Saturday, September 15, 2012

Food Facts For A Squeaky Clean Colon

Okay, I'll admit it:
I am a closet Van Halen fan! 
And, I will also admit that I just loved how cute Eddie Van Halen and Valerie Bertinelli looked together, as a couple ...
And this week, when I heard that Eddie was clinging to life after swallowing a cayenne-based diet concoction, part of the Master Cleanse Diet, I was shocked.

Apparently, fad diets, like some cleansing diets, can increase stress and pressure on the colon to the point where the colon could rupture. In Eddie's case, he had a pre-existing condition, called diverticulitis, which is like having tiny little pockets in your colon. If food, like seeds or nuts, get caught in these tiny pockets, an infection could start. If the infection progresses, or if stress or pressure is put on an inflamed colon, the colon could rupture, spilling feces into your abdominal cavity. If this happens, you could die - which was pretty much what almost happened to Eddie Van Halen this past week.

So, what's the big idea behind these colon cleansers. Do we really need a little rotor rooter action? Do they help?

Detoxification and cleansing have been around for a long time. In fact, the first saunas were designed so humans could sweat out toxins from their skin. Still, never before has the idea of a colon cleanse been more promoted and accepted, than in the last decade. The theory behind cleansing is that in our modern-day, developed, chemical-ridden/dependant world, toxic compounds in our air, water and food pollute our bodies. Let's face it, this part is true, which is why I buy organic products and try to avoid pesticides in my food, hair and skin care products! If exposure to these toxins is greater than what our bodies can naturally neutralize, or detoxify, the toxins will build up in our bodies. Toxins that are not removed, either by being processed in our liver or kidneys and eliminated via sweat, urine and feces, will most likely get stored in our fat tissues - and possibly even other tissues, as well.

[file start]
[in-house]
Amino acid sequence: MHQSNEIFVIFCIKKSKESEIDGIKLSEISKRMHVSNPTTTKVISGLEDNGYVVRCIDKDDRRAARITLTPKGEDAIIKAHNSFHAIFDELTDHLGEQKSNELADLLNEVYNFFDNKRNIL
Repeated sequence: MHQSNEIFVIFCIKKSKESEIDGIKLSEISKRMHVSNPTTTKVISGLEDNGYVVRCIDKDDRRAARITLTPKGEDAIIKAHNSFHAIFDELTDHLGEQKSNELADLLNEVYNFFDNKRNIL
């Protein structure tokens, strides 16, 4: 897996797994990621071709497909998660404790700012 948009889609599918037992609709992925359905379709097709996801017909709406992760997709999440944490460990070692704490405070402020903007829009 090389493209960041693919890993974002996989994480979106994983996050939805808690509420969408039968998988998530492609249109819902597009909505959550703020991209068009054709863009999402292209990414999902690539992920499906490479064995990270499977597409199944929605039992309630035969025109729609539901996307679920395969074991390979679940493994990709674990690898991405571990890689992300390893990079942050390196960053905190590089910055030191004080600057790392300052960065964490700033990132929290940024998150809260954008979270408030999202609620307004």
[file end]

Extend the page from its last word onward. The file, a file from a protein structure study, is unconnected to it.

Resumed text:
So, then, it makes sense, right?
We need to 'take control' and give our body some help. 
After all, how could anything that detoxifies your body be negative?

Well, not everyone agrees that a cleanse or detox diet is good thing. I'm sure Eddie Van Halen will vouch for that!
My Master Cleanse experience felt like I was running with the devil!
Supporters of detox diets believe that toxins don't leave our bodies, but hang around in our digestive, lymph and gastrointestinal systems - and even our skin. Proponents of cleansing diets believe that the toxins that linger in our system cause problems like headaches, tiredness, nausea and illness.
But ...
Detox diets are not all created equally. Most detox diets instruct dieters to eliminate certain foods that are thought to contain toxins in order to purify the body. Others may require fasting, and the dieter must give up certain foods - foods like processed and packaged foods or refined carbohydrates. For a runner, this would mean no power or protein bars, no protein shakes, sports drinks or gels or pasta.